I joined IATSE Local 798 as a Boston Makeup Artist to work with famed Director Martin Scorsese on the movie “Shutter Island”. The movie was produced by Paramount Pictures with the location at the abandoned Medfield State with a call time of 5am.
I had to get up at 3am for grooming and transportation. I used a livery service to ensure that I arrived on time. The makeup setup was in one of the abandoned buildings where the male talent was seated. These men were the extras in the scene.
BOSTON MAKEUP ARTIST, VICKI MORGENSTERN, HIRED FOR FILM MAKEUP WORK
It was my first time doing special effects. The goal was to take clean-cut men and transform them into greasy haired with a sallow complexion and looking haggard. I used baby oil through their hair, a paler cool toned foundation, and eyeshadow under their eyes. I was given an outline with the makeup products for the palette so I could use this same disheveled look on every man in this scene. The men changed into "dirty, stained" wardrobes.
Mr. Scorsese frequently had the background extras look as realistic to the scene. The extras gathered in small groups in the scene. The carpenters had broken up the furniture and taken large branches of trees to look like an abandoned hospital. The scene was shot panning over the trees and swerving over the small groups of men to focus on the lead character Leonardo DiCaprio who I saw huddled with Mr. Scorsese.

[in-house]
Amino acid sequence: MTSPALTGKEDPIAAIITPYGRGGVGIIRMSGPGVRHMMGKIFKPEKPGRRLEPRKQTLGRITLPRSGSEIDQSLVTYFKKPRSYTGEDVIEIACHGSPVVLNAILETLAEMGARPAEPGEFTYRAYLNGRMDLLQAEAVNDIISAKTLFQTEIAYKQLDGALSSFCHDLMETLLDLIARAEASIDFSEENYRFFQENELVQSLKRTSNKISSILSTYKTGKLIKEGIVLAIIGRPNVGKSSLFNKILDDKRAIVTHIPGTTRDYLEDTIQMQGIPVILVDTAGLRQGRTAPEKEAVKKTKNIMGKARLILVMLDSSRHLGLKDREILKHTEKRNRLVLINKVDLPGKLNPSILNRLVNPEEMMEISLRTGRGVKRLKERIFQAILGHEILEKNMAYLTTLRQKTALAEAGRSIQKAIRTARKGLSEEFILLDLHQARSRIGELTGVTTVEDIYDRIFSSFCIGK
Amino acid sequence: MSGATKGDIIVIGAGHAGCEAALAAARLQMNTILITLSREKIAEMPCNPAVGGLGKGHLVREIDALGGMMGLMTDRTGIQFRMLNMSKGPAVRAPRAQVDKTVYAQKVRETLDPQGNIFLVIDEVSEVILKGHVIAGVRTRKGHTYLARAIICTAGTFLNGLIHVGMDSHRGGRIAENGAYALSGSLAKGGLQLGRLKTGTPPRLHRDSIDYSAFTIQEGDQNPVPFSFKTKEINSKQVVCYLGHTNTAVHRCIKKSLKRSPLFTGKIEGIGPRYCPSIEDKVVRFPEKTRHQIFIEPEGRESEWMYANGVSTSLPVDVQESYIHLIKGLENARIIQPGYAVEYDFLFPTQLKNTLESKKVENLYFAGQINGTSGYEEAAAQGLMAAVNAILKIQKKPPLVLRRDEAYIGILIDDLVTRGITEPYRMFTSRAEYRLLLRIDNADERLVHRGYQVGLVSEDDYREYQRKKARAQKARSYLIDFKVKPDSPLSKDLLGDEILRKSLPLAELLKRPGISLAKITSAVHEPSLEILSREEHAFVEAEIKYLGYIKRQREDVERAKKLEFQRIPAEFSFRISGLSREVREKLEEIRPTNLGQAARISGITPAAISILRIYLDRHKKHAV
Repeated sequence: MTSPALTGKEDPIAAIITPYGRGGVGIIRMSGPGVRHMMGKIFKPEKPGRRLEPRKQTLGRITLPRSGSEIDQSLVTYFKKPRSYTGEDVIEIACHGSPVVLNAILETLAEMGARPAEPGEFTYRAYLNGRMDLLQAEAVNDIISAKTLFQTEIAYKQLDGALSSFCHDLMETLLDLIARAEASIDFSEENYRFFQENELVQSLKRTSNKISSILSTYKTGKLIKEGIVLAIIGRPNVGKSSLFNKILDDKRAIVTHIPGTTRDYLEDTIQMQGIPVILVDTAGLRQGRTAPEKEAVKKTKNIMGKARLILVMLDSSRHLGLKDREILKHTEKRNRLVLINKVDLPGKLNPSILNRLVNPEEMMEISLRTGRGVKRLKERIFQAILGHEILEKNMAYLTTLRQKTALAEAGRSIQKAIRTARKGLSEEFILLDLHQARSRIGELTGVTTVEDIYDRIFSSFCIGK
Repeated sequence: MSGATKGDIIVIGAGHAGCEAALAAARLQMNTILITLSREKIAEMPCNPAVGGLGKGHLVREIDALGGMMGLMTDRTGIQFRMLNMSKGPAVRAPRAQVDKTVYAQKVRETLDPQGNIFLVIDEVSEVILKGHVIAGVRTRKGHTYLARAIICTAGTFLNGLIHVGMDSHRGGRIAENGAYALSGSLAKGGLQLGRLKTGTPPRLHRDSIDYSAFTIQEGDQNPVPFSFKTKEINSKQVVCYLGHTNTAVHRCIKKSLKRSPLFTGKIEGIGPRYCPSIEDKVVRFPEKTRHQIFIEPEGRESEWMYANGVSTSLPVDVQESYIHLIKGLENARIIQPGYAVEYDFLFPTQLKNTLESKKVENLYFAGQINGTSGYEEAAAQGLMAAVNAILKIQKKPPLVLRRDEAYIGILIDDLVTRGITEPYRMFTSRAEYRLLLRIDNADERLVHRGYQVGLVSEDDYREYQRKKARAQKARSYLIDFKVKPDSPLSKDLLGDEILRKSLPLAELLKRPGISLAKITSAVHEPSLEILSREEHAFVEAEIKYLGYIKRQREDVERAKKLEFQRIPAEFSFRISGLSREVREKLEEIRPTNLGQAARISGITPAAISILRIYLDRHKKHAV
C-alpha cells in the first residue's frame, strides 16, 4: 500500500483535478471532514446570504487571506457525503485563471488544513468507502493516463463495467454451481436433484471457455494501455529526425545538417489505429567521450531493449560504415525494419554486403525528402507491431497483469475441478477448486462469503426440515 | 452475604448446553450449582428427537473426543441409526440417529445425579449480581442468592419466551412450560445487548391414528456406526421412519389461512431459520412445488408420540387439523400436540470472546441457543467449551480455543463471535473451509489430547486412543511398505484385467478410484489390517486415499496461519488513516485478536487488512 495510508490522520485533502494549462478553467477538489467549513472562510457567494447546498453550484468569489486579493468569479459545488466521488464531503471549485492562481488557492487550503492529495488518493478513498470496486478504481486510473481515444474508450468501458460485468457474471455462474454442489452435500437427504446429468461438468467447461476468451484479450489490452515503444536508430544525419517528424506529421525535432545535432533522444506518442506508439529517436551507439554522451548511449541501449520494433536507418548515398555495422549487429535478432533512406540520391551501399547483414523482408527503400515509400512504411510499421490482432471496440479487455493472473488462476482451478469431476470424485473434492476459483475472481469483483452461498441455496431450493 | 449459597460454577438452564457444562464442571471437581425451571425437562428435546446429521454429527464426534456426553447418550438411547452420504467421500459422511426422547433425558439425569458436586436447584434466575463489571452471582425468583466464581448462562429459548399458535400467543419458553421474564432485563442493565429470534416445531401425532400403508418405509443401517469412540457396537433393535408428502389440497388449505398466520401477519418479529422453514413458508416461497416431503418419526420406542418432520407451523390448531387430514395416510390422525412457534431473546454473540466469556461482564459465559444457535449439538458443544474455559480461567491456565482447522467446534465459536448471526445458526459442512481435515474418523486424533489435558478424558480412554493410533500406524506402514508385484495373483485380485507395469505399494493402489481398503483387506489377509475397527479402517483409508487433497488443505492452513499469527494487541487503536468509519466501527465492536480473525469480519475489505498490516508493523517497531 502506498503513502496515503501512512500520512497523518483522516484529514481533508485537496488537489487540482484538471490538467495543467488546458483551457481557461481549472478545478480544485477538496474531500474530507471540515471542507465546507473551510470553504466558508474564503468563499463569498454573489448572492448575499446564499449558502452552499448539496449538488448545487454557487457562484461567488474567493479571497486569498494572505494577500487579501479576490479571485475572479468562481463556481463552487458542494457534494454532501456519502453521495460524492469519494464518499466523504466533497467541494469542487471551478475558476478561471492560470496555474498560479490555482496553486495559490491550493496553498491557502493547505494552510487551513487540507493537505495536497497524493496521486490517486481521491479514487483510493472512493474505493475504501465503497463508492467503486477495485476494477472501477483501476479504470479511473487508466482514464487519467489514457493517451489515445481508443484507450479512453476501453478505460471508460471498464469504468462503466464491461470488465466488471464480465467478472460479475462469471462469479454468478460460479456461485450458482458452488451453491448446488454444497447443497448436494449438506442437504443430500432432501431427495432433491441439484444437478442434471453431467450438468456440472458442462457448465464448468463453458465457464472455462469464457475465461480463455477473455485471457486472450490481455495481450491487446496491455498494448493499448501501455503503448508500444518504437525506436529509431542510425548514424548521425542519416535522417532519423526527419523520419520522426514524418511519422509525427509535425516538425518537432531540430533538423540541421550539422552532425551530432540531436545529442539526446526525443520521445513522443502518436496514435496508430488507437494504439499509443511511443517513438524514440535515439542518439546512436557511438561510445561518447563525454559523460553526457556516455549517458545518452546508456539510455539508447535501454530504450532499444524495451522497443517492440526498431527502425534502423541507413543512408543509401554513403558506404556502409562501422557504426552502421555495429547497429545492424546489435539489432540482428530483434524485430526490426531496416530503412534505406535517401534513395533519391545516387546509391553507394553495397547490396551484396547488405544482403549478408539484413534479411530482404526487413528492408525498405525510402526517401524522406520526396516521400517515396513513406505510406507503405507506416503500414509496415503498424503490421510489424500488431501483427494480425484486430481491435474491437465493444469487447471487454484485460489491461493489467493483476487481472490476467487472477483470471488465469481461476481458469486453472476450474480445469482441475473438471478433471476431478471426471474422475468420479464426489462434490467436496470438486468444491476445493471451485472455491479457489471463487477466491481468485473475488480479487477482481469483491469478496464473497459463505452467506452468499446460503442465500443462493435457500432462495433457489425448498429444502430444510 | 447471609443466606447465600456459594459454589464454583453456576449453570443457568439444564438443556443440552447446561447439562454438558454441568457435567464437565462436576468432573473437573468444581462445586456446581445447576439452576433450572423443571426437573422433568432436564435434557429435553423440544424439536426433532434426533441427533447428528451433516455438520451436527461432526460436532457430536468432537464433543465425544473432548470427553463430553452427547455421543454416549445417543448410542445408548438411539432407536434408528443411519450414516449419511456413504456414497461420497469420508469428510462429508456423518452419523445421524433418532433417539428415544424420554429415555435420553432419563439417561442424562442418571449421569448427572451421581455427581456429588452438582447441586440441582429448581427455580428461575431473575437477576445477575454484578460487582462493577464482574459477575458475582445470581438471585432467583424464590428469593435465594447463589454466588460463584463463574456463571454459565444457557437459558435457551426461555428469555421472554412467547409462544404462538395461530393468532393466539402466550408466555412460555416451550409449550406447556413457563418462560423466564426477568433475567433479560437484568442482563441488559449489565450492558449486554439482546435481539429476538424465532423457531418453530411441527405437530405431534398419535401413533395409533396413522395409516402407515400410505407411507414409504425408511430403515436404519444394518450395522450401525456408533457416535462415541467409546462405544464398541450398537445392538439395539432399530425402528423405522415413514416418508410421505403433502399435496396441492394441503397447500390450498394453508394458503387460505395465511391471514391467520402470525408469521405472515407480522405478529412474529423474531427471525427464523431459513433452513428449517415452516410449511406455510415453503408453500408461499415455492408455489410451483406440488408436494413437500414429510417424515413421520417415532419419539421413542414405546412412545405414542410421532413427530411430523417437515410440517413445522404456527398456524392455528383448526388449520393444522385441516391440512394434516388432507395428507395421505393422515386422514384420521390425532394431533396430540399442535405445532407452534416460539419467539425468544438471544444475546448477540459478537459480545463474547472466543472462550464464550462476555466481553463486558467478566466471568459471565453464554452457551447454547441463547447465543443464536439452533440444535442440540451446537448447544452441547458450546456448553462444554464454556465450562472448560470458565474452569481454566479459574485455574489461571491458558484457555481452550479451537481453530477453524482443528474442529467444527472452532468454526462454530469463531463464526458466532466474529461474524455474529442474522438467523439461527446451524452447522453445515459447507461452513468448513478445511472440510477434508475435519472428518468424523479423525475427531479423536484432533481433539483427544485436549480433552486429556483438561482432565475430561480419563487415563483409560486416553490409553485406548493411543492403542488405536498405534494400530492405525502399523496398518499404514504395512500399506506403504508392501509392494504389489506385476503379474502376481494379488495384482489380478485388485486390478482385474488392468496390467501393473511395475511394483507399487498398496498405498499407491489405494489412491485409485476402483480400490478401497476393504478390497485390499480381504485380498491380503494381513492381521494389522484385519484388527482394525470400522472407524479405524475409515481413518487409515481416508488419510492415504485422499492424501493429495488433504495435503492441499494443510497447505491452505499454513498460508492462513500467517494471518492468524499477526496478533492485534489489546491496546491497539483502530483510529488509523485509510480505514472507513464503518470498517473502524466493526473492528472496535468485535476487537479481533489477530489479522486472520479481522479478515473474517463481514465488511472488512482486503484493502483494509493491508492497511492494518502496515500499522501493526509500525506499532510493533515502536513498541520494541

As a Boston Makeup Artist, I finished all the makeup on time and went outside to view the scene on a monitor. But it was February and lightly snowing, so I returned to the shelter of the makeup room.
At the appointed time, I went to the catering area for lunch. The catering area was down the bottom of the hill. I remember lunch was abundant to fill us up. While at lunch, I learned that the Key Makeup Artist had chosen me as an Additional Makeup Artist to work steadily on the film. It was an honor to be selected, but I already had the movie credit.
BOSTON MAKEUP ARTIST, VICKI MORGENSTERN, BOOKED FOR PERIOD MAKEUP WORK
After several weeks, the Key Makeup Artist selected me to do period work in the North End. The period work was 1950s women with arched eyebrows and blue-red lipsticks. It was time to break out movie makeup artist Julie Hewett's collection of red lipsticks.
The Director was on a high crane so the camera could sweep across the street for the scene. It was thrilling to see Hollywood movie-making at its finest.